(Nov. 9) A funny incident happened off-camera on this comedy about Santa's ne'er-do-well brother, played by Vince Vaughn. All the little people who play elves in the movie were hired from Russia, and on Halloween, the London hotel where they were housed allowed trick-or-treating on the floors. The elves, having never heard of Halloween, were freaked when similarly sized kids dressed up as skeletons and ghosts began knocking on their doors. Calm eventually was restored, following an explanation.


No Country for Old Men (Nov. 9) Josh Brolin desperately wanted to audition for the part of Llewelyn Moss, the fortune-finding hunter at the center of this Coen Brothers' adaptation of the Cormac McCarthy best seller. Unfortunately, Brolin was on location filming "Grindhouse," so he decided to send in an audition tape. The brief scenes were directed by Quentin Tarantino and shot by Robert Rodriguez. The response from the laconic Coen brothers? "They wanted to know who lit it," Brolin says. "They weren't interested in me. I was the last person they interviewed. Fortunately, we hit it off."


Lions for Lambs

(Nov. 9) Derek Luke prefers acting in realistic settings, but he may have had a change of heart after this Robert Redford political thriller. Luke plays a soldier in Afghanistan, and although the filming took place in California, Luke's part required him to spend time lodged waist-deep in snow. "The schedule called for this scene to be shot in three days, but it took three and a half weeks," he says. "They'd pack me in the snow and then start doing everything they had to do with the cameras and lights. I was freezing. And Redford -- he's so smooth, so calm. He'd stroll up and give me some notes, and inside I'd be screaming, 'Will you please hurry up?' The lesson is, be careful what you wish for."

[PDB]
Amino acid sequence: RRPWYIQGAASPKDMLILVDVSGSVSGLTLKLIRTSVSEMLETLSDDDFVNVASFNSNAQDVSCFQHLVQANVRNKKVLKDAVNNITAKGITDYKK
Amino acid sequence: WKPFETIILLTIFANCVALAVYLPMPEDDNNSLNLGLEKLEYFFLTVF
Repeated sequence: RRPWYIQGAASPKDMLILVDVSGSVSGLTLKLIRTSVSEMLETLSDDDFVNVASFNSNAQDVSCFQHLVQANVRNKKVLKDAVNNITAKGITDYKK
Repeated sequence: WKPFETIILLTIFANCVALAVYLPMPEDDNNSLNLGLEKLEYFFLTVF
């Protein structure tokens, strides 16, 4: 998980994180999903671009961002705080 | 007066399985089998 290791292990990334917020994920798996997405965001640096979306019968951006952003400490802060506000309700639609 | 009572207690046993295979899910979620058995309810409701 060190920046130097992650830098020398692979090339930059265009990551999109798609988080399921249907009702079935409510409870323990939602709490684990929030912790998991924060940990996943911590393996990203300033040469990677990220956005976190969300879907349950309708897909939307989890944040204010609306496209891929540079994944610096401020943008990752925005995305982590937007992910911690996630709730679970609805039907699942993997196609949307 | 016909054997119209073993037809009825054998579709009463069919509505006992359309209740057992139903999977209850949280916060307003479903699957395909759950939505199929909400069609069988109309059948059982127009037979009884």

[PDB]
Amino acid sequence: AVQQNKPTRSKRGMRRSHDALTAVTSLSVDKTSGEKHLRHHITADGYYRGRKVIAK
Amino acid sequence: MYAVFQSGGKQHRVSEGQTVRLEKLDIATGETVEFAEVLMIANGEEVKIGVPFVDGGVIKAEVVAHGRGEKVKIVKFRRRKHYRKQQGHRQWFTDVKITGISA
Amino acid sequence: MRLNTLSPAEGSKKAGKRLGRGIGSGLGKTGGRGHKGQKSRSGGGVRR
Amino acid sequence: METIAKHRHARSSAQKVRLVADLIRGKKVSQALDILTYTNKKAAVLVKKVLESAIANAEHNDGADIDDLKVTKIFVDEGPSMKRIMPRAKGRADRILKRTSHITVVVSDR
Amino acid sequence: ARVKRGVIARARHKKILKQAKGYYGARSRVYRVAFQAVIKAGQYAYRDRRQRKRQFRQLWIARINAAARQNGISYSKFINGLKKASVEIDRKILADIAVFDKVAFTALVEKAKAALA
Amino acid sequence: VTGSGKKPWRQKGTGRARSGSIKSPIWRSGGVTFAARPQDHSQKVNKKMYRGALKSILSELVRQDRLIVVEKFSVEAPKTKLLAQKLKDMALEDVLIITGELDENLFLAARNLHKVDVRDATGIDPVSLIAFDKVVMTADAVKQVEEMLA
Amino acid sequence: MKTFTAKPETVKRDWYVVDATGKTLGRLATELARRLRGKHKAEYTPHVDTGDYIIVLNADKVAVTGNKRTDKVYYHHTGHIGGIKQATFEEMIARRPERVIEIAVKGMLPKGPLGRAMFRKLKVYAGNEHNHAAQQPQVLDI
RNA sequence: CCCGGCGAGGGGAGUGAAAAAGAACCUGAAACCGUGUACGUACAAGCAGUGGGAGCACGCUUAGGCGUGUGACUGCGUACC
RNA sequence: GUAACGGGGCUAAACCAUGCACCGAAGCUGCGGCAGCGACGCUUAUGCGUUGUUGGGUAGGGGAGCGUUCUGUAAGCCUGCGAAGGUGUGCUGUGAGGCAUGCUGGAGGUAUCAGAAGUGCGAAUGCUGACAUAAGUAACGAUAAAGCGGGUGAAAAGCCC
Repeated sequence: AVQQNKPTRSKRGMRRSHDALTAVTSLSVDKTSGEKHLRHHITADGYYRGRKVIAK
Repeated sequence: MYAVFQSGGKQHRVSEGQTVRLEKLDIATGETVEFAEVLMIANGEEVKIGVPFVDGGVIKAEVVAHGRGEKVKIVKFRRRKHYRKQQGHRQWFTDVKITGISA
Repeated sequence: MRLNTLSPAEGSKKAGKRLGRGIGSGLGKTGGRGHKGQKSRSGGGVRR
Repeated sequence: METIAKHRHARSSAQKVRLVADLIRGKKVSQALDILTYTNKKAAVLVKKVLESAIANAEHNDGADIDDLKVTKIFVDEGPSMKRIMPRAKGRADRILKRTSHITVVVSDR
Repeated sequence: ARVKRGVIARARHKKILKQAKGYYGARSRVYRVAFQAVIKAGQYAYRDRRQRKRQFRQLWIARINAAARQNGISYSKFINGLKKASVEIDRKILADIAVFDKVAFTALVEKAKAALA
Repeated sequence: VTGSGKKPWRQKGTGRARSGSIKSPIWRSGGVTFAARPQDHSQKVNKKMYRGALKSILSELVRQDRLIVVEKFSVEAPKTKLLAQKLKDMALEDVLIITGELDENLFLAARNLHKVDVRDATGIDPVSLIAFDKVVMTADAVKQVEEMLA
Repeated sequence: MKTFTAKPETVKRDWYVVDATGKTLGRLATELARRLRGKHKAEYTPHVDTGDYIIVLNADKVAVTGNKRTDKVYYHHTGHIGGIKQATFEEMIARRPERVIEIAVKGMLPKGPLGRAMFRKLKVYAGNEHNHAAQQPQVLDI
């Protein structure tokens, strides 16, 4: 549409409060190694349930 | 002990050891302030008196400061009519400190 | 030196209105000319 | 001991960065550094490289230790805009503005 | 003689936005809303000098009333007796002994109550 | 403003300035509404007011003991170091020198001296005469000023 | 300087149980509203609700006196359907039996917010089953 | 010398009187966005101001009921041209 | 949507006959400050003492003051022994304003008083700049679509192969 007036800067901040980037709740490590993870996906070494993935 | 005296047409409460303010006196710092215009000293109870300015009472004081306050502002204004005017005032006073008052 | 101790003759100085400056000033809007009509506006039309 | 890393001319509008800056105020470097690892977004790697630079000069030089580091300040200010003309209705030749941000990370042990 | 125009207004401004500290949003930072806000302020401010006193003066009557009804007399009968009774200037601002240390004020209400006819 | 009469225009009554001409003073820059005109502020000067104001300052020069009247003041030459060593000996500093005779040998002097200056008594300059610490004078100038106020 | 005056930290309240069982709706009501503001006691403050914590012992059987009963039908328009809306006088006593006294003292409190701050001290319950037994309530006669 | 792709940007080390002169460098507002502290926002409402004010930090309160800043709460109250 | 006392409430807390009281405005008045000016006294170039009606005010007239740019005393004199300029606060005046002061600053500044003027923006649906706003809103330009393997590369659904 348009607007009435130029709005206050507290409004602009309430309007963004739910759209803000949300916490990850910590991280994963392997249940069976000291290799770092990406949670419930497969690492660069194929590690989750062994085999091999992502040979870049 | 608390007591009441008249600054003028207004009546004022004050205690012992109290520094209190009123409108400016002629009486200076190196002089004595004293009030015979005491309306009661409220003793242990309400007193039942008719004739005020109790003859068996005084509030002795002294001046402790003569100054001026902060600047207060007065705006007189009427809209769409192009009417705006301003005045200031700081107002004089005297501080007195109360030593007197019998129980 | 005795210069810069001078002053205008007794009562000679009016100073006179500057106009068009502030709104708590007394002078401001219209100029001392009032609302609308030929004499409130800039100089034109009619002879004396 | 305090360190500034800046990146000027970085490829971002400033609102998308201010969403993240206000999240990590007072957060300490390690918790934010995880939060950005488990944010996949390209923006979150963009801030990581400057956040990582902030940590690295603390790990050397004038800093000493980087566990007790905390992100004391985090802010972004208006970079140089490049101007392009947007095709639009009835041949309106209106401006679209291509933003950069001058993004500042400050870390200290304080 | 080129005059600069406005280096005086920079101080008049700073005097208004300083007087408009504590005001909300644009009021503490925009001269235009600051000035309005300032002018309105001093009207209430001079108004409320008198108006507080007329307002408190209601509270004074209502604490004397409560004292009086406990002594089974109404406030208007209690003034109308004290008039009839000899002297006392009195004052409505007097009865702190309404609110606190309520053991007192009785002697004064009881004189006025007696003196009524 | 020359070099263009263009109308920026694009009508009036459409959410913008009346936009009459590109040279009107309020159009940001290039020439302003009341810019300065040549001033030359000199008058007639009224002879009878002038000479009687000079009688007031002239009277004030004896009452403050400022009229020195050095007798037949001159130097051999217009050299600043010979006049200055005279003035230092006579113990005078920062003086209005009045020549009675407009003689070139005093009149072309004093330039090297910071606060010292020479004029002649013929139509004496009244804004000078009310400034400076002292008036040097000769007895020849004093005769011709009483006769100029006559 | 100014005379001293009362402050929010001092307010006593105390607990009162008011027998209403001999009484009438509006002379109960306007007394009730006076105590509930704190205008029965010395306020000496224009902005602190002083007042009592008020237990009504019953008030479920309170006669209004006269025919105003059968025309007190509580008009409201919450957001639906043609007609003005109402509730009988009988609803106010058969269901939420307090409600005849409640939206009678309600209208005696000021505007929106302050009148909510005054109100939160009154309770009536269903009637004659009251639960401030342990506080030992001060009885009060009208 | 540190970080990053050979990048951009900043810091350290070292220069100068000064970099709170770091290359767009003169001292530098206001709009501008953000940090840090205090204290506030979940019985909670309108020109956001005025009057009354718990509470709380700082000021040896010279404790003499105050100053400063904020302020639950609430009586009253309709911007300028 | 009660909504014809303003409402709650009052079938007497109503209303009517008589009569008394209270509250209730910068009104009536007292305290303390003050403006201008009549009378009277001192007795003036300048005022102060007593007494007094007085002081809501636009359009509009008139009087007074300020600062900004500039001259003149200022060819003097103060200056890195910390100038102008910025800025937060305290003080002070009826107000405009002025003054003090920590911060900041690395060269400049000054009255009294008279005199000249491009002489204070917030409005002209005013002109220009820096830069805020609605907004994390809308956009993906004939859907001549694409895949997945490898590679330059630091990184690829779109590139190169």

Southland Tales (Nov. 9) Director Richard Kelly knew he would draw a crowd by shooting scenes for this wild political satire on the beaches of Southern California. He didn't, however, expect a horde of resourceful paparazzi to show up. "We were doing a scene with Justin Timberlake on the Santa Monica pier," Kelly recalls, "and the paparazzi jammed the Ferris wheel. Every time it turned, a new group would pop up from their car and start snapping photos."